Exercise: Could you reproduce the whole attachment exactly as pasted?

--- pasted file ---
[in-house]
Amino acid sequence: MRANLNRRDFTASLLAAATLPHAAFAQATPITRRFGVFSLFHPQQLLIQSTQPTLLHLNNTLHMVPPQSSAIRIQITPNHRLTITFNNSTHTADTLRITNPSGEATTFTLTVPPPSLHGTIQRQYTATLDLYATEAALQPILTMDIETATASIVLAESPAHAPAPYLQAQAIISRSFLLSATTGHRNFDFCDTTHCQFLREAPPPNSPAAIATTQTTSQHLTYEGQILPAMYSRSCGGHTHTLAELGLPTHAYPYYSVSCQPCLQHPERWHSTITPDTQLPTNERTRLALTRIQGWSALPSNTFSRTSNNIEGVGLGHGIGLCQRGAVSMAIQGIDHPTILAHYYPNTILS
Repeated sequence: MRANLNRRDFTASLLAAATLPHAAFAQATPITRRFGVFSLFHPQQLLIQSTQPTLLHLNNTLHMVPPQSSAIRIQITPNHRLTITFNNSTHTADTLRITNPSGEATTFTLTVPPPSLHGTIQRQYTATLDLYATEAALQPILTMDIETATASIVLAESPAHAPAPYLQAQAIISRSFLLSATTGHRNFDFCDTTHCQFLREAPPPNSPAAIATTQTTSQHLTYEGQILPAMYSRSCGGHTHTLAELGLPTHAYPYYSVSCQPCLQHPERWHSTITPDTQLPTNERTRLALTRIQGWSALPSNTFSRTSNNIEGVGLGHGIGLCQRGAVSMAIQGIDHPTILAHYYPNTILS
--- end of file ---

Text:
[in-house]
Amino acid sequence: MRANLNRRDFTASLLAAATLPHAAFAQATPITRRFGVFSLFHPQQLLIQSTQPTLLHLNNTLHMVPPQSSAIRIQITPNHRLTITFNNSTHTADTLRITNPSGEATTFTLTVPPPSLHGTIQRQYTATLDLYATEAALQPILTMDIETATASIVLAESPAHAPAPYLQAQAIISRSFLLSATTGHRNFDFCDTTHCQFLREAPPPNSPAAIATTQTTSQHLTYEGQILPAMYSRSCGGHTHTLAELGLPTHAYPYYSVSCQPCLQHPERWHSTITPDTQLPTNERTRLALTRIQGWSALPSNTFSRTSNNIEGVGLGHGIGLCQRGAVSMAIQGIDHPTILAHYYPNTILS
Repeated sequence: MRANLNRRDFTASLLAAATLPHAAFAQATPITRRFGVFSLFHPQQLLIQSTQPTLLHLNNTLHMVPPQSSAIRIQITPNHRLTITFNNSTHTADTLRITNPSGEATTFTLTVPPPSLHGTIQRQYTATLDLYATEAALQPILTMDIETATASIVLAESPAHAPAPYLQAQAIISRSFLLSATTGHRNFDFCDTTHCQFLREAPPPNSPAAIATTQTTSQHLTYEGQILPAMYSRSCGGHTHTLAELGLPTHAYPYYSVSCQPCLQHPERWHSTITPDTQLPTNERTRLALTRIQGWSALPSNTFSRTSNNIEGVGLGHGIGLCQRGAVSMAIQGIDHPTILAHYYPNTILS